Cancers of the colon and rectum, often collectively referred to as colorectal cancer, are life-threatening tumors that develop in the large intestine.
More than 80% of colorectal tumors develop from adenomatous polyps. These gland-like growths develop on the mucous membrane that lines the large intestine. They are usually either:
- Tubular polyps, which protrude mushroom-like
- Villous adenomas, which are flat and spreading and are more apt to become malignant (cancerous)
Polyps are very common, and most of them are benign. Their numbers increase with age. Polyps are found in about 25% of people by age 50, and 50% of people by age 75. Fewer than 1% of polyps under 1 centimeter (slightly less than half an inch) become cancerous. About 10% of larger polyps become cancerous within 10 years, and about 25% of these larger polyps become cancerous after 20 years.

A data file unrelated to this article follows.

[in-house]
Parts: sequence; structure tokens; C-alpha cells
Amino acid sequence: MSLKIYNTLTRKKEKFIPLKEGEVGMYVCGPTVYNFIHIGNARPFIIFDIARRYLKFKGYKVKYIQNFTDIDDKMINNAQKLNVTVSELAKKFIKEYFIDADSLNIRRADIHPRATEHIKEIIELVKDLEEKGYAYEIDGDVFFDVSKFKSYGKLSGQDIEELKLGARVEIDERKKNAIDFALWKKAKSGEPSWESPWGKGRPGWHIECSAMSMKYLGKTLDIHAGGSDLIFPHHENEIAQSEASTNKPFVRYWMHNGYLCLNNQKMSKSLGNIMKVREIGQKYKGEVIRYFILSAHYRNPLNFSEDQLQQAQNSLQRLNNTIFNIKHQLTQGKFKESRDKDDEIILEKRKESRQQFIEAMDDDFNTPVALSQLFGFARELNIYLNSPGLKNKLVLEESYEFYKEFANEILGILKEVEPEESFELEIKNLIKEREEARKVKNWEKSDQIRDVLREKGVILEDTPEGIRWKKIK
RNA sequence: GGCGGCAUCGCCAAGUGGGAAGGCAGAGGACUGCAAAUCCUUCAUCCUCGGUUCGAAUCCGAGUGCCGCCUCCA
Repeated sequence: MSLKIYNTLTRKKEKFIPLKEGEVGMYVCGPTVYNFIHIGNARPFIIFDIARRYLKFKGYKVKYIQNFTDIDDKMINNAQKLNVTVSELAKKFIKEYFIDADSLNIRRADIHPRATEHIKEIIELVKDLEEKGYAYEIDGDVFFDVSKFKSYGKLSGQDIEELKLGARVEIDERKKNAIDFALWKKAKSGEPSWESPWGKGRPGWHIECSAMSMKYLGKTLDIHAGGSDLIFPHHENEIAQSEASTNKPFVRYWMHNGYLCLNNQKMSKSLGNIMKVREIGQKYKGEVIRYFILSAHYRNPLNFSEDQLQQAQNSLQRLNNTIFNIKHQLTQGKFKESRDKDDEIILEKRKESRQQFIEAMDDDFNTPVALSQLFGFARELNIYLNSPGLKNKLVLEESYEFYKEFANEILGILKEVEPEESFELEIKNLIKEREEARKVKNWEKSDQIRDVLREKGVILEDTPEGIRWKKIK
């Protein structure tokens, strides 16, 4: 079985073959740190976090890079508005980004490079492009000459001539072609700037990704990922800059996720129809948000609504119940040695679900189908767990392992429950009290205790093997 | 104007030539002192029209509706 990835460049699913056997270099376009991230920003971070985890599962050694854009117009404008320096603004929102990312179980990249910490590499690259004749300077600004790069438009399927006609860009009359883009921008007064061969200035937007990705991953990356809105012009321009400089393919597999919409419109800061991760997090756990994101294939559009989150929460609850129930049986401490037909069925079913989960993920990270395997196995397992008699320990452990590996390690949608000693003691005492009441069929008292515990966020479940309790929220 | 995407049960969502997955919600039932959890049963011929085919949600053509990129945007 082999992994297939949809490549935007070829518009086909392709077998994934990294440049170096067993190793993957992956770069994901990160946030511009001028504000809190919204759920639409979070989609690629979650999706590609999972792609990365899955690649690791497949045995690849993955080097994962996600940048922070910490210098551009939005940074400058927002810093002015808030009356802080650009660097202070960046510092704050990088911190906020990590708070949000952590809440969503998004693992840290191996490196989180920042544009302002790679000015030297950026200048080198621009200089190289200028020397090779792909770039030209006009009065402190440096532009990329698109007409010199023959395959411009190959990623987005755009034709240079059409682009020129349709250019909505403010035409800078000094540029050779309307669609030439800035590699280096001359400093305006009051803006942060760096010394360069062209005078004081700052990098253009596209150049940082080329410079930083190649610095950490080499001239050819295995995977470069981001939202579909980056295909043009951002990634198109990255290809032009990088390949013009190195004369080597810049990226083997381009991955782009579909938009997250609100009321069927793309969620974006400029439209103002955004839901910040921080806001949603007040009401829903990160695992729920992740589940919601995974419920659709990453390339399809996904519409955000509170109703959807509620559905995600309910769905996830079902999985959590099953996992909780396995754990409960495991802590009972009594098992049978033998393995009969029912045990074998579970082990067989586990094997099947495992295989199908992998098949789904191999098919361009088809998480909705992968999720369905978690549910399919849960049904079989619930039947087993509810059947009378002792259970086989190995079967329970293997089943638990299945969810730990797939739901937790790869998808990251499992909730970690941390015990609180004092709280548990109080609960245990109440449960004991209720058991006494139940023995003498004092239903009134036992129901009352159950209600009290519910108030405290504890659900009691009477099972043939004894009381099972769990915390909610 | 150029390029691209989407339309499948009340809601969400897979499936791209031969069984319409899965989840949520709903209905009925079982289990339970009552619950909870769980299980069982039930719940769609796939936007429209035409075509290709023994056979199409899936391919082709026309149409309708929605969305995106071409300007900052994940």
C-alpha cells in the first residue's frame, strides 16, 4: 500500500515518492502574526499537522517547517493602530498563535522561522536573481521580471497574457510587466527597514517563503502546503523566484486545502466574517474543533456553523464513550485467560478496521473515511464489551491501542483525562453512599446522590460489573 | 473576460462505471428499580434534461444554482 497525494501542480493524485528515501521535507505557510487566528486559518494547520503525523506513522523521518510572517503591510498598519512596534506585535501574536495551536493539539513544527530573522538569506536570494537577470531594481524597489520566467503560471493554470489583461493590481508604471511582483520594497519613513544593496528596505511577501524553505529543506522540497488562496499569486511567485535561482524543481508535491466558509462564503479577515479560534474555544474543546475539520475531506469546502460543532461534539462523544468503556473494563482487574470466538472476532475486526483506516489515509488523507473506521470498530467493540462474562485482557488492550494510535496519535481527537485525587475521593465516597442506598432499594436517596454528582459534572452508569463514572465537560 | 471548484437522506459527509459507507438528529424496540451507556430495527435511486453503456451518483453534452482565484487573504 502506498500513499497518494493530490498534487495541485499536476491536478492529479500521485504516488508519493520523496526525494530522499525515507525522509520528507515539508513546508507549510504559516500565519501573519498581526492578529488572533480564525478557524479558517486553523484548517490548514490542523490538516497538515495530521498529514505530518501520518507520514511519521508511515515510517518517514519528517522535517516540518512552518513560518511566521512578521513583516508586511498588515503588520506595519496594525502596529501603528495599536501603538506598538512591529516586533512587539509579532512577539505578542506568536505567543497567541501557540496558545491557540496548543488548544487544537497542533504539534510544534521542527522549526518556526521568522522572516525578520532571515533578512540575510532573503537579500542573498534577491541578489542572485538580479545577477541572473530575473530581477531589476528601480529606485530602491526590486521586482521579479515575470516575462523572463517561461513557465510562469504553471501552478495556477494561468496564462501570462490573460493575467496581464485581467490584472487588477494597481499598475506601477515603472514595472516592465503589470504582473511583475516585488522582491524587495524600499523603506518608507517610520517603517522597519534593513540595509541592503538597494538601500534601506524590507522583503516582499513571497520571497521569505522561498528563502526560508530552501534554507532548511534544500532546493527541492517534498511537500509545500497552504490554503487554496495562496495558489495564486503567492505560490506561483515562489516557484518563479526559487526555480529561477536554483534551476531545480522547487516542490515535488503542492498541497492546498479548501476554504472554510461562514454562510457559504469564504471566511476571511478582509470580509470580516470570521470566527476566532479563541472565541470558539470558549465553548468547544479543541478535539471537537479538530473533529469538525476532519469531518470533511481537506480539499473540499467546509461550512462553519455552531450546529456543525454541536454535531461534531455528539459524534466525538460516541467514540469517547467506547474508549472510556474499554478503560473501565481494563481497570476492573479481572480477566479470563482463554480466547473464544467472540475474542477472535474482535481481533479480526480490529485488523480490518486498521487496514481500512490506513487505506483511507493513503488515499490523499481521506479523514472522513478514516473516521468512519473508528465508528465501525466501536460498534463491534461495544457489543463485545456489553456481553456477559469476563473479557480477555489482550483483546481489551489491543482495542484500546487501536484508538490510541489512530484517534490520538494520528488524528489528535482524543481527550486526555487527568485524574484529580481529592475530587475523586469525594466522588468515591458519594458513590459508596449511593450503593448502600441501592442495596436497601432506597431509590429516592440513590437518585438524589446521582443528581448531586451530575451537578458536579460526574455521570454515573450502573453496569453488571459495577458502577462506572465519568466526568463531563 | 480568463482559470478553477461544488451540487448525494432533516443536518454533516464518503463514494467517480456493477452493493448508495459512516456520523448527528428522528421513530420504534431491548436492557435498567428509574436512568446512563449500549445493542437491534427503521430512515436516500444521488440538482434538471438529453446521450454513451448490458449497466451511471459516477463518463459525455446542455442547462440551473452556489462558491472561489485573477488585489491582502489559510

The Gastrointestinal Tract
Digestion takes place in the gastrointestinal (GI) tract, essentially a long tube that extends from the mouth to the anus. It is a complex organ system that first carries food from the mouth down the esophagus to the stomach. Food then travels through the small and large intestines before being excreted through the rectum and out the anus.
The esophagus is a narrow muscular tube, about 9 1/2 inches long, that begins below the tongue and ends at the stomach.
Review Date: 10/21/2010
Reviewed By: Harvey Simon, MD, Editor-in-Chief, Associate Professor of Medicine, Harvard Medical School; Physician, Massachusetts General Hospital. Also reviewed by David Zieve, MD, MHA, Medical Director, A.D.A.M., Inc.